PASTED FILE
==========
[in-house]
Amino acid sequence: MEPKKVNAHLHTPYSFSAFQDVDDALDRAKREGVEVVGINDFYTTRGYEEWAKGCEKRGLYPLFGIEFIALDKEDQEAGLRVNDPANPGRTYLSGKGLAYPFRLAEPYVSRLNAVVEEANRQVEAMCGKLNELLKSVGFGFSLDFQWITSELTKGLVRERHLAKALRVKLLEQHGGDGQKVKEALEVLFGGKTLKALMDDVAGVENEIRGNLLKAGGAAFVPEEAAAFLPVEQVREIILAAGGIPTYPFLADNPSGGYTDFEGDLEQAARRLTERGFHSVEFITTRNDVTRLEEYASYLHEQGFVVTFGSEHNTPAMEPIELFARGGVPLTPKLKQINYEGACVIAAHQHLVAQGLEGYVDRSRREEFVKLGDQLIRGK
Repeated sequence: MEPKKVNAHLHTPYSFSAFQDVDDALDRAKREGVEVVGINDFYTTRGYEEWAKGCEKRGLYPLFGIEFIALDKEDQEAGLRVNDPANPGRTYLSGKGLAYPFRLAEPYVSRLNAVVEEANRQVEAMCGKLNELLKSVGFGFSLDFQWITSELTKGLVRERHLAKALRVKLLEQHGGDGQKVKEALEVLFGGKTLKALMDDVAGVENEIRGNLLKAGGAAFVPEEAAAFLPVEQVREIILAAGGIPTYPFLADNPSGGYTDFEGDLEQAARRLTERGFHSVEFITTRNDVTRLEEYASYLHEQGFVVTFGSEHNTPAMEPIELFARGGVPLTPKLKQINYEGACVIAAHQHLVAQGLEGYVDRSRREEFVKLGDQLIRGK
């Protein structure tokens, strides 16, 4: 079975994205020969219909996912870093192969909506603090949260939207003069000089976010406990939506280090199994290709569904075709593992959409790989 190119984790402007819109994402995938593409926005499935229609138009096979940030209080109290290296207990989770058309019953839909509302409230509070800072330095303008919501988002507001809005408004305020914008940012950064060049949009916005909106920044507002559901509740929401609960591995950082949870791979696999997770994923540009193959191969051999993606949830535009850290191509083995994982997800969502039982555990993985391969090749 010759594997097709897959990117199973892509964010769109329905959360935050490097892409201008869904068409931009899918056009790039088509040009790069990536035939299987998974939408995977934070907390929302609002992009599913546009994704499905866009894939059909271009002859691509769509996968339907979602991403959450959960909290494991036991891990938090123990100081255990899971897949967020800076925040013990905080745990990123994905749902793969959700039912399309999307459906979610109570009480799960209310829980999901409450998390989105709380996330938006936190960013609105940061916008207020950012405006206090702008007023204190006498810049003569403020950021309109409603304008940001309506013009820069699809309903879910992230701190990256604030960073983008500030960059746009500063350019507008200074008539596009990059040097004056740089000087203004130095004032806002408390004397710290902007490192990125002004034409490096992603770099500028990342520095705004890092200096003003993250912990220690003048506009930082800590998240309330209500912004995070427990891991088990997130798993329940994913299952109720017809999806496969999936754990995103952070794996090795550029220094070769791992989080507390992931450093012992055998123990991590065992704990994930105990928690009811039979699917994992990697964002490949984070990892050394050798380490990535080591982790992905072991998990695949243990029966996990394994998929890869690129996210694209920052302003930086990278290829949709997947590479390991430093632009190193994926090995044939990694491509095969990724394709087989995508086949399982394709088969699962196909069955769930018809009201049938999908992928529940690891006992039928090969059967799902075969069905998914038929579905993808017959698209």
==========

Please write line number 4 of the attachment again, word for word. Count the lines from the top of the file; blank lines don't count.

């Protein structure tokens, strides 16, 4: 079975994205020969219909996912870093192969909506603090949260939207003069000089976010406990939506280090199994290709569904075709593992959409790989 190119984790402007819109994402995938593409926005499935229609138009096979940030209080109290290296207990989770058309019953839909509302409230509070800072330095303008919501988002507001809005408004305020914008940012950064060049949009916005909106920044507002559901509740929401609960591995950082949870791979696999997770994923540009193959191969051999993606949830535009850290191509083995994982997800969502039982555990993985391969090749 010759594997097709897959990117199973892509964010769109329905959360935050490097892409201008869904068409931009899918056009790039088509040009790069990536035939299987998974939408995977934070907390929302609002992009599913546009994704499905866009894939059909271009002859691509769509996968339907979602991403959450959960909290494991036991891990938090123990100081255990899971897949967020800076925040013990905080745990990123994905749902793969959700039912399309999307459906979610109570009480799960209310829980999901409450998390989105709380996330938006936190960013609105940061916008207020950012405006206090702008007023204190006498810049003569403020950021309109409603304008940001309506013009820069699809309903879910992230701190990256604030960073983008500030960059746009500063350019507008200074008539596009990059040097004056740089000087203004130095004032806002408390004397710290902007490192990125002004034409490096992603770099500028990342520095705004890092200096003003993250912990220690003048506009930082800590998240309330209500912004995070427990891991088990997130798993329940994913299952109720017809999806496969999936754990995103952070794996090795550029220094070769791992989080507390992931450093012992055998123990991590065992704990994930105990928690009811039979699917994992990697964002490949984070990892050394050798380490990535080591982790992905072991998990695949243990029966996990394994998929890869690129996210694209920052302003930086990278290829949709997947590479390991430093632009190193994926090995044939990694491509095969990724394709087989995508086949399982394709088969699962196909069955769930018809009201049938999908992928529940690891006992039928090969059967799902075969069905998914038929579905993808017959698209």